What Mother’s Day Means to Me

mama

vera 300x181Mother’s Day. The words clamor around on my tongue like a mouthful of marbles. Painful, sharp, broken marbles. You see, my childhood was something far less than the modern Fairy Tale. In fact, something as innocent as a warm breakfast was more akin to a splash of steaming gruel to the face like a hot towel. I don’t really mean to complain, but I often wonder what it might have been like to have dribbled down that strange man’s leg onto the bus station floor tile.

mommiedearest 300x203My mom was a wonder to behold: she was burly, gruff,and about as well-mannered as a drunken Neanderthal. Her binge-induced alcoholic rampages were legendary, as were the myriad bumps, bruises, and contusions I was forced to wear to school. But I’m getting ahead of myself here. Even as a baby (well, let’s just say old enough to actually recall what the color the beating bat was) I lived in the crib. Not just during nap and sleep times, but literally caged in an upside down crib where playthings -forks, sticks, insects, the occasional rifle shell- were thrust to me passed the bars with well placed kicks from either my woozy mother, or whichever ‘new daddy‘ she’dĀ happend to schlep home all too often.

I never had another sibling to play with, though I can vaguely recall a pet of some kind. Maybe a cat. Either way, lunches were gamy for a few days. But I digress; I was alone in my barred little world with only the flickering glow of a surprisingly well stocked cable television to keep me from otherwise going totally feral. I guess my mother ‘meant well’, for lack of better more overtly descriptive term. But if I were to be forced to tell the truth, I’d have to say she quite regularly forgot she even had a son. Several times, in public locations like a park, the mall, a highway on-ramp, she’d just lose her mental facilities completelypamelavoorhees and drive off leaving me rolling my eyes in far-too-comedic fashion as I flagged down a cop or someone with food.

Oh, holidays and birthdays were rife with dark humor and unabashed violence, too. Not a Christmas went by without a visit from good old Saint Nick, all decked out in vomit-encrusted red and white, reeking sharply of cheap, drug store liquor, and ogling my mother like a famished hyena. I could here the cries of, “Santa Claus is coming” repeated through the night of Noel, never really understanding why, as the next morning rolled in, all I ever found under the white, aluminum tree was a few cartons of Pall Malls and hastily thrown together ‘no-bake’ fruitcake. Birthdays with my mother were far more exciting and I was really able to make pretty close acquaintances with the nice folks at County Hospital.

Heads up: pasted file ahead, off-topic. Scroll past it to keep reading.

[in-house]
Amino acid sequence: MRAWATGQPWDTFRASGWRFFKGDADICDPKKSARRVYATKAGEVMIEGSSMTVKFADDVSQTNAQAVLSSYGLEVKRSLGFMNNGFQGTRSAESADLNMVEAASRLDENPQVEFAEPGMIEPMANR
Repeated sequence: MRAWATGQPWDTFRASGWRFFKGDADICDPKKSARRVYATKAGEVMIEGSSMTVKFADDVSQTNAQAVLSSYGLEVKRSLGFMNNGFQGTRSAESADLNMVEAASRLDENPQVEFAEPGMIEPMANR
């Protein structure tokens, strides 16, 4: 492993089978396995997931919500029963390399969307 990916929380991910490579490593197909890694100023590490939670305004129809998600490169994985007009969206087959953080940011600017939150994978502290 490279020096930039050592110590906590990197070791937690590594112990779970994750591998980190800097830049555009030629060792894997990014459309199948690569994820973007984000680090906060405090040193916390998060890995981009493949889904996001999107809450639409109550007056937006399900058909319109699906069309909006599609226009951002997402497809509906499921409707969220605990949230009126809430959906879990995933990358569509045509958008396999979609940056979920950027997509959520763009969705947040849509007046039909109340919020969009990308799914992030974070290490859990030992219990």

It wasn’t as though I didn’t try to make friends, it’s just that my mom would make her vivacious appearance after a thankfully calm sleep-over by stumbling down the stairs in nothing but a triple-X WWF T-shirt (still uncomfortably small) and a smile. Then she’d hysterically offer to cook us breakfast out of pickled eggs, leftover bar psycho mom 300x225nachos, and cigarette ashes. But, as I said before, she ‘meant well’. I made it through school with only a dozen or so outbursts featuring a semi-conscious mother parading around the principal’s office like a circus freak.

Eventually I got beyond an upturned crib, right around fourteen, and was quickly moved to the unfinished basement featuring a giant furnace, a metal-spring prison-issue bed, and a laundry chute from which I was fed only slightly better than gruel: dry oatmeal and Melba toast. But this was life with mom. Finally, a few years later, my mother married an elderly banking mogul who promptly died leaving us all he was worth. To this day I wonder what became of her and those many millions of dollars as I sit in this old house wistfully meandering through my memories. Now if only I had the key to this basement…

Happy Mother’s Day